Switching dioceses, but it’s not a flood

Switching dioceses, but it’s not a flood

Parishioners at the first closed Boston parish have decided to “leave” the archdiocese. They live in Marlborough, which is on the border with the Diocese of Worcester, and so have decided to become members of that diocese. That’s fine. It’s still the Catholic Church. But the attitude is troublesome with people talking about being “exiled” from their church and community, and that it wasn’t about the buildings. If that’s so, then why is it so difficult to switch to another local parish in the archdiocese? They could all stay together then.

It’s also important to note that we’re talking about 80 families. In Protestant terms, that’s a normal-sized parish, but in Catholic terms, especially around here, that’s not even one Mass at a regular parish. Every Catholic is important, but let’s keep things in perspective: this isn’t exactly a rush for the exits by disgruntled Boston Catholics, despite the Boston Globe‘s coverage of it.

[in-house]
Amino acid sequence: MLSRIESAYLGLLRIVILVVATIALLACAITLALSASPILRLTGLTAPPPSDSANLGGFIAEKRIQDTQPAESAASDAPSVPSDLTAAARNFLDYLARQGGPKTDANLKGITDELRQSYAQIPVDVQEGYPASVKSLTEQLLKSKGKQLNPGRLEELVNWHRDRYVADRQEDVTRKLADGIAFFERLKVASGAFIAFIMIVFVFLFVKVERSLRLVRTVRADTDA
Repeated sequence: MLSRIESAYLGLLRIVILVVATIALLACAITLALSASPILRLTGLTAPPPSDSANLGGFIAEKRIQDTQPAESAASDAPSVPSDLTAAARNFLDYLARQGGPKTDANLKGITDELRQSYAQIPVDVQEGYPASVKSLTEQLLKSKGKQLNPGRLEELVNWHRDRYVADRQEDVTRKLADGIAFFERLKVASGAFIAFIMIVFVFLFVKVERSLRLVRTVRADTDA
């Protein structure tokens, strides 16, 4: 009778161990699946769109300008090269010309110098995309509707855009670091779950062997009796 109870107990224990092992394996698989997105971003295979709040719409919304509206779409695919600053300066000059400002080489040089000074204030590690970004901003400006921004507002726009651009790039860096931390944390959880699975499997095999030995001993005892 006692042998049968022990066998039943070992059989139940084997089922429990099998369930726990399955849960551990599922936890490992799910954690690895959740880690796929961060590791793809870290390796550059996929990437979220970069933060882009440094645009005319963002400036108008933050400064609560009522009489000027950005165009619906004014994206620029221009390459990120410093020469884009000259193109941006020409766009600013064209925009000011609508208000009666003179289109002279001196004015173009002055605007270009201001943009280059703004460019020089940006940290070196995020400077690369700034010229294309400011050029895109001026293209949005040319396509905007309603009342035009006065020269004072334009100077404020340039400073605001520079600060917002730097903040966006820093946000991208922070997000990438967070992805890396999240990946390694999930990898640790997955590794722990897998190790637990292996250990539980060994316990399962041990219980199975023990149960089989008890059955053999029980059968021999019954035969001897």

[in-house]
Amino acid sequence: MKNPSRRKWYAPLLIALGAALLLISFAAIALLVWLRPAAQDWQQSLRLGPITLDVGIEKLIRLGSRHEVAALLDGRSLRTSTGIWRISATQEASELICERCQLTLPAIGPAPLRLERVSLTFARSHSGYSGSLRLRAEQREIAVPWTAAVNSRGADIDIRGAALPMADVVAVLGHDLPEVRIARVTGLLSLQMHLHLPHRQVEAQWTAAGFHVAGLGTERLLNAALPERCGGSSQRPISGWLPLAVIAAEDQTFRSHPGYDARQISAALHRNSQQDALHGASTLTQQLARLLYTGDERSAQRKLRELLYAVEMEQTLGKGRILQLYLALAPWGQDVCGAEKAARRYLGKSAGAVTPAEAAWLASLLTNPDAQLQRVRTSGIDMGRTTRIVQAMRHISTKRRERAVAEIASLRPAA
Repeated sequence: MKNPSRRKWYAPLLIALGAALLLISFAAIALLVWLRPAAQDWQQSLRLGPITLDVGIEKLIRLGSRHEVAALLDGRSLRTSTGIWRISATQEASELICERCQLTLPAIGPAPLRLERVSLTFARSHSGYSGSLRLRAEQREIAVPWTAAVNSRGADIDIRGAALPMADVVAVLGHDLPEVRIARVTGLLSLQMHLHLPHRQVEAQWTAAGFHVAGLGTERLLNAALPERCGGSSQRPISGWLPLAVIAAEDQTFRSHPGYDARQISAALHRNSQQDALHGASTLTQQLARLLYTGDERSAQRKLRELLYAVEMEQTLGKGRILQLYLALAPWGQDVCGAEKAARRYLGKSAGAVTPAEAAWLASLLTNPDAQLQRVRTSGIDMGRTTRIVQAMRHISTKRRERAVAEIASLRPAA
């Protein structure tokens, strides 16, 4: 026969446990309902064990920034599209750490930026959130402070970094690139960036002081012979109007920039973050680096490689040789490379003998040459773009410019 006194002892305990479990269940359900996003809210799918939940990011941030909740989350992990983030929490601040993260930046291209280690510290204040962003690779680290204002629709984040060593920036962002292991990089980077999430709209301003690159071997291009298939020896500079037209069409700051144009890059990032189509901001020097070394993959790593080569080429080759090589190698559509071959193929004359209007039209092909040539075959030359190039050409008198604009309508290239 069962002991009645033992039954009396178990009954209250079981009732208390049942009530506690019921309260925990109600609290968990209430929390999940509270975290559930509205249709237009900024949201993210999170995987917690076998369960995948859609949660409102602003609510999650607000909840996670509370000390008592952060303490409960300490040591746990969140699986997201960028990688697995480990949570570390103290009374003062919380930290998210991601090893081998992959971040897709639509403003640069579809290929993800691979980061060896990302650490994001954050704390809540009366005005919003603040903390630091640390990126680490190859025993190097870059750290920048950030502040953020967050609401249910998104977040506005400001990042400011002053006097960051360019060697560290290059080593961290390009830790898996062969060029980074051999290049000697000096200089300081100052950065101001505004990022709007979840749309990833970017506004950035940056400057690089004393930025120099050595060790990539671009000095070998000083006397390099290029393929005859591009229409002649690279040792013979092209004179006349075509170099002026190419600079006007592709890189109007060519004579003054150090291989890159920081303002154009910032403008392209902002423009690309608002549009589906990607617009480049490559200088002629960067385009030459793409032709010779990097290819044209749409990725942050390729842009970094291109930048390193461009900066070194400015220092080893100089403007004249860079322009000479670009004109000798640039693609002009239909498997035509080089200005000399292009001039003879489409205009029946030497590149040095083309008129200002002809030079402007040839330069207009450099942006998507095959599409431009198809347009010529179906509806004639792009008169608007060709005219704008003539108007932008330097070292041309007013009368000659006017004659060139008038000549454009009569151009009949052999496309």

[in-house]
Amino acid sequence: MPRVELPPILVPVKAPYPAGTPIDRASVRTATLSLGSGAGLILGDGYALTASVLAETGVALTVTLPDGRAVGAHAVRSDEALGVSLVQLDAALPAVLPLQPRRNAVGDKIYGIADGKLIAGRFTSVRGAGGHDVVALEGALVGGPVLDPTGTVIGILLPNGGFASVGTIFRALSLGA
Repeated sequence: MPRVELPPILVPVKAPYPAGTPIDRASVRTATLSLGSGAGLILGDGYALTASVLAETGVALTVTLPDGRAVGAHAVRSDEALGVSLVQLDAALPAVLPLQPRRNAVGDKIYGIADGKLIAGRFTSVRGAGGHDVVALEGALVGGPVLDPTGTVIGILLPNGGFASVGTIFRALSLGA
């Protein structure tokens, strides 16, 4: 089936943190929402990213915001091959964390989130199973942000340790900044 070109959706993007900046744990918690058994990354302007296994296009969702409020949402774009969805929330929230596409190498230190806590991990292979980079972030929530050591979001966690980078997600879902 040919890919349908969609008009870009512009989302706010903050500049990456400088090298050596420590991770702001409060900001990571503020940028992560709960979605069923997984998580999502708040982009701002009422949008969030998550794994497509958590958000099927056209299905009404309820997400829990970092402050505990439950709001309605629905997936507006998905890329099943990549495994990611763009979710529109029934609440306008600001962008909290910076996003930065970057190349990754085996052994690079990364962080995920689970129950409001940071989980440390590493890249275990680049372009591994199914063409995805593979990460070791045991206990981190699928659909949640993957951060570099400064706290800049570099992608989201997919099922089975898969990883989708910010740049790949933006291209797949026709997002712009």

• No, Dom, it’s not about the buildings. But they do make it easier for a parish to assemble. A “parish” is not a building, but a territory, at least by definition. If a “parish-in-exile” were to continue in a fashion similar to, say a Catholic fraternal society, with a meeting hall and such, it would maintain the nucleus of the community until such time as the powers-that-be come to their senses. Until then, such a group could form a corporation, buy up the property, and use it for said purpose.

    If only up to a point.

    It’s either that or convert it to high-priced condos.


  • But it wouldn’t be a parish. A parish, by definition, has a certain relationship with the bishop and the local Church, of a kind which a fraternal society does not have. So, by definition, a group of parishioners that form a separate corporation could be a pious association, but they have a deficient relationship with the Church.